Secrets of Past Elections Revealed! (2000)


After every presidential election since 1984, Newsweek has printed the best gossipy stories, revealing all the whining and backbiting of America's greatest spectacle. Linda Rodriguez has gone through Newsweek's archives to pick out some memorable moments from recent elections. Today's topic is the endless election of 2000.

The 2000 election "“ the one that saw George W. Bush follow in his father's footsteps "“ didn't come to an official conclusion until December 12, 2000. Of course, everyone remembers that. But here are a few things you might not have known about the election that wouldn't end.

Just kidding

On the night of the election, former vice president Al Gore called George Bush to concede the hard-fought race, after several television networks had declared Bush the winner. But after Bush's lead in Florida shrunk to a mere 500 votes, with 99.5 percent of the precincts reporting, Gore called him back "“ to withdraw his concession. According to Newsweek, the conversation was somewhat tense: "Circumstances have changed dramatically since I first called you," Gore said. "The state of Florida is too close to call."

Bush: "Are you saying what I think you're saying? Let me make sure that I understand. You're calling back to retract that concession!"

Gore: "Don't get snippy about it!"

Hush up, Nader

Gore aides were so frustrated with Ralph Nader, whose presence in the race some believe cost Gore the election, that every time he appeared on television election night, a staffer would mute his voice.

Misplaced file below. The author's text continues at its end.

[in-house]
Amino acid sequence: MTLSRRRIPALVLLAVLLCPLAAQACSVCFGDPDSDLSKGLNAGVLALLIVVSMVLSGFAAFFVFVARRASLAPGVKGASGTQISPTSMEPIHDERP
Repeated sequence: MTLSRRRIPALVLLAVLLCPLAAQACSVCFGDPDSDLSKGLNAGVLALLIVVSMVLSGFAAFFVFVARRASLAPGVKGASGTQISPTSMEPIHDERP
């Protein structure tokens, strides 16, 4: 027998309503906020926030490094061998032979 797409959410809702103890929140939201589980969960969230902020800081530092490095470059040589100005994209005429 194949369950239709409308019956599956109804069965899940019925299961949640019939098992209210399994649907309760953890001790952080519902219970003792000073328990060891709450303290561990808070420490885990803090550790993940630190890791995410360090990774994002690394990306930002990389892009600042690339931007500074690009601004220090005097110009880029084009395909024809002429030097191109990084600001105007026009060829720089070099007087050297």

New Age finds a new home

Al Gore's single most important advisor for at least part of the 2000 campaign was New Age guru and consummate feminist Naomi Wolf. Introduced to her through his daughter, Gore took Wolf's word as gospel. Wolf, for her part, told Gore that Americans felt betrayed by President Bill Clinton's affair with Monica Lewinsky and were ashamed that they had voted for him. Gore, influenced by Wolf, then told staffers that he was paying a "psychic penalty" for Clinton's indiscretions. For that tenuous bit of psychobabble, as well as advice on how to become the "alpha male" in the country, the campaign paid Wolf around $15,000 a month.

Keeping the Gore campaign afloat

Gore's image suffered from his limp television presence, his somewhat dull demeanor, and his seeming inability to make voters realize that he really cared about becoming the—that it wasn't simply the next rung on his career ladder. The Gore campaign's ham-fisted attempts to personalize the candidate weren't helping matters. In the run up to the New Hampshire primary, for example, the campaign organized a photo-op canoe trip on the state's Connecticut River. Unfortunately, they had two problems: The first was that the candidate couldn't seem to relax in the canoe. The second was that the press later found out that Gore's boat was floated by millions of gallons of water pumped in the river just for that purpose, in order to avoid any awkward moments and stuck canoes.

Sweating to the oldies?

According to Newsweek, Gore sweats. A lot. Like, more than the average human. Like so much that during debates with Bush, he demanded that the temperature in the hall be kept as low as possible. Bush, entering the debate hall one night, joked, "Who's got my parka?"

Bush on Oprah

It was Laura Bush who convinced George Bush to go on Oprah, a move that she thought would help the then-candidate show the American people the personable, funny person he was. It worked, and stalled a popularity nosedive in the polls. His appearance on Oprah—kissing the cheek of the most powerful woman in America "“ led to appearances on Regis, on Leno, and later on MSNBC to chat with Brian Williams.

Previously: 1988, 1984, 1992, 1996